Training is a must for broadcasters who wear this hat.
When professional media systems are delivered, they frequently contain computers and servers, and before we know it, because we installed them and we maintain them, we are the go-to guys and gals for all things computer-related. There are several problems with having computer system administration sneak up on you:
You probably are not trained to do the job.
The job may involve critical on-air or production systems.
You may be unaware of architectural patterns and anti-patterns.
Management may not be aware that you are performing in this capacity.
There is probably already someone in your organization who is the “real” system administrator; he or she is likely located in the IT department.
Bad things can happen to good broadcast engineers when they start heading down this road. On the other hand, it is inevitable that highly skilled broadcast engineers will end up performing system administration tasks. Let’s dig a little deeper into the issues raised above.
Training is key
You probably are not trained to do the job. As a professional media engineer, there is no doubt that you have worked quite a bit with computers. You may have even taken some courses on computer architecture, programming and so on when you were at school.
But being a system administrator is a different animal. You are not just using computers; you become responsible for ensuring that others can use them as well. You will have to understand server operating systems (OS) at a whole new level. In some ways, a server OS is similar to a desktop OS. On the other hand, there are special utilities and tools that help you control access to the resources on the server, monitor security and configure the server for different applications.
As a system administrator, you may need to delve into the world of *NIX (Linux, Unix, Ubuntu, BSD, Red Hat, etc). There are several challenges with *NIX administration. First, the most efficient way to manage these servers is through the command line. This means learning a whole vocabulary of commands such as SED, LN, GREP and so on, many of which do not have equivalents in a Windows or MAC world. Second, many of the versions of *NIX are just slightly different from each other. So, you may learn where system files are kept in a Linux system, but when you move to BSD, things are in a different place. These are just a few points where a lack of training can hurt you.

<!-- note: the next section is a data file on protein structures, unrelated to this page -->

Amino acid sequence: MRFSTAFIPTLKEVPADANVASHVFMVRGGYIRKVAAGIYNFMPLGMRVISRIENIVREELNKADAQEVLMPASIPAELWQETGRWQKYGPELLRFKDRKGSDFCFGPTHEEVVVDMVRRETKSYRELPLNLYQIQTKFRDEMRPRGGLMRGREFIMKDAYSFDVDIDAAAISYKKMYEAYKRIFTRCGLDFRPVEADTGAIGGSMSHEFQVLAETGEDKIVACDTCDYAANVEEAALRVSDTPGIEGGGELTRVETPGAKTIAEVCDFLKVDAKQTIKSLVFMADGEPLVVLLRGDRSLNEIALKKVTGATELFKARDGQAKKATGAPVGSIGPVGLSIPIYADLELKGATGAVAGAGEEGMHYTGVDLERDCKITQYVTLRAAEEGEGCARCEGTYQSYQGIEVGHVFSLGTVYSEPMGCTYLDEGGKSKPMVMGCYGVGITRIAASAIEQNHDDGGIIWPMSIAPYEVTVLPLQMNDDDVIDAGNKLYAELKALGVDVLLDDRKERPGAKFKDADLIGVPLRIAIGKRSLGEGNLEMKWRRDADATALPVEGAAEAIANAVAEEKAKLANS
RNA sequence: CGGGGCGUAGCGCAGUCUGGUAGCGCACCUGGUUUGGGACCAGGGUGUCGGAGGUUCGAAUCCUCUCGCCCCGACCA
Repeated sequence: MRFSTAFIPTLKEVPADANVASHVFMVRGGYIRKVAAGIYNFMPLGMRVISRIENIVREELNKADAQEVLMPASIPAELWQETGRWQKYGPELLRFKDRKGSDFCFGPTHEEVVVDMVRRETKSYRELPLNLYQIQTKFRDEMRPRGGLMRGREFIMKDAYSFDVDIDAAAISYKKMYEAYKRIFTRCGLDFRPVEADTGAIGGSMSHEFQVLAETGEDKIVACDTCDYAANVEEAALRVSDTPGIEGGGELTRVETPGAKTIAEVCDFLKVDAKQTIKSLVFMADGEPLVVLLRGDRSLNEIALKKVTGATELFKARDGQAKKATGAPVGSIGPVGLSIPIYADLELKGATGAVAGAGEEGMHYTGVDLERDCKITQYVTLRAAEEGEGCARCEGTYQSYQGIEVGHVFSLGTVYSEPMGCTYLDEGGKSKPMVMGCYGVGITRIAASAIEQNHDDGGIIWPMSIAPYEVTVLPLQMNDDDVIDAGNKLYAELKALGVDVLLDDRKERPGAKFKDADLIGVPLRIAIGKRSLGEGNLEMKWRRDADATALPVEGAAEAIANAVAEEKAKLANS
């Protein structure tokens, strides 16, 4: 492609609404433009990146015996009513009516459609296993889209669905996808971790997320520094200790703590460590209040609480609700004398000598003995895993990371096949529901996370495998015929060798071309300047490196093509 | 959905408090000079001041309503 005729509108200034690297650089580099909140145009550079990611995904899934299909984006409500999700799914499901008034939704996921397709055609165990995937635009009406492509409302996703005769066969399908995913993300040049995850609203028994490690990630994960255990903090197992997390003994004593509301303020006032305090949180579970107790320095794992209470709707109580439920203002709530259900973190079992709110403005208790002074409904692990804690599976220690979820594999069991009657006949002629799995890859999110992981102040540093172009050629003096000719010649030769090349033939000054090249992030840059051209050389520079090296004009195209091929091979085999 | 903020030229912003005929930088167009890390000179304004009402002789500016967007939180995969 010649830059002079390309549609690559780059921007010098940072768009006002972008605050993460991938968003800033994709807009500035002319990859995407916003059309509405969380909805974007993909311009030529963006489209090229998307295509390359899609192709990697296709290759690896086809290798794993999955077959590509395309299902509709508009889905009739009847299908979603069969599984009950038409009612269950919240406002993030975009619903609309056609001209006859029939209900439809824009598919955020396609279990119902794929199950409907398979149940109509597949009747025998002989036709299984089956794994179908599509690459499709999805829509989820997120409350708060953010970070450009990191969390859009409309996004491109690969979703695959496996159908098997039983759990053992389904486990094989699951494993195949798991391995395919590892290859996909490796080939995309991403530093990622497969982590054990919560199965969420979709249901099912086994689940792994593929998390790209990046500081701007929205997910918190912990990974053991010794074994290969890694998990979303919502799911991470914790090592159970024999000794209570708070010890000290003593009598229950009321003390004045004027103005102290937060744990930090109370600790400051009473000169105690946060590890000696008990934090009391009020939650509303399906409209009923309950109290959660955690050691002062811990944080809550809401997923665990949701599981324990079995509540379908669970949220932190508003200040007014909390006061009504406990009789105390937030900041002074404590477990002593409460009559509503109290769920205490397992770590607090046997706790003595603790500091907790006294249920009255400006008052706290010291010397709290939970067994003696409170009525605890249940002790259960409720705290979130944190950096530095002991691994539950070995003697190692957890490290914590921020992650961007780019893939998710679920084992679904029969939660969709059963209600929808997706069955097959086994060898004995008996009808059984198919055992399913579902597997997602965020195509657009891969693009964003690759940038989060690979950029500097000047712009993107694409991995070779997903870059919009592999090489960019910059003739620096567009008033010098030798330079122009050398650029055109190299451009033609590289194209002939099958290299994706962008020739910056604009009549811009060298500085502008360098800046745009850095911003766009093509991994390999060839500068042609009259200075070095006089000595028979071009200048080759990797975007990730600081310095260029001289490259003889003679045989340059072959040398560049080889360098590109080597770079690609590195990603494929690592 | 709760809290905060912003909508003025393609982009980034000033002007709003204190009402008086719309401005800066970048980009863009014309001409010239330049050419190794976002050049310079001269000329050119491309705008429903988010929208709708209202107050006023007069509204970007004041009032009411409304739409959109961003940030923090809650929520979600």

Although professional training as a system administrator may not take care of all these issues, training is a wonderful thing, and it should be a planned, budgeted and expected part of the job.
The job may involve critical on-air or production systems. When you combine this with the fact that you probably aren’t trained for the job, you are headed for trouble. After all, if you are not trained, and then you are asked to maintain critical systems, how are you going to learn? I have frequently heard it said that the way someone becomes accomplished at anything is to have worked at it long enough to have made a number of mistakes, and to have learned from them. If you are maintaining critical on-air systems, how many mistakes can you make before your manager removes you from the opportunity to learn and go back for more experience? Not many; I can tell you from personal experience. And a related question: How can you make changes to a critical system without having confirmed those changes in a test environment ahead of time? Frequently, when we are thrust into a system administration role, we do not have time to think these issues through.
Patterns and anti-patterns
You may be unaware of architectural patterns and anti-patterns. Again, this relates back to the first point. If all you have is on-the-job training, how can a manager expect that you will be following best practices for system administration? After all, these best practices evolved through study and analysis of system administration tasks over years. Without training, even the sharpest knife in the drawer is going to make mistakes, simply because no one can think of everything.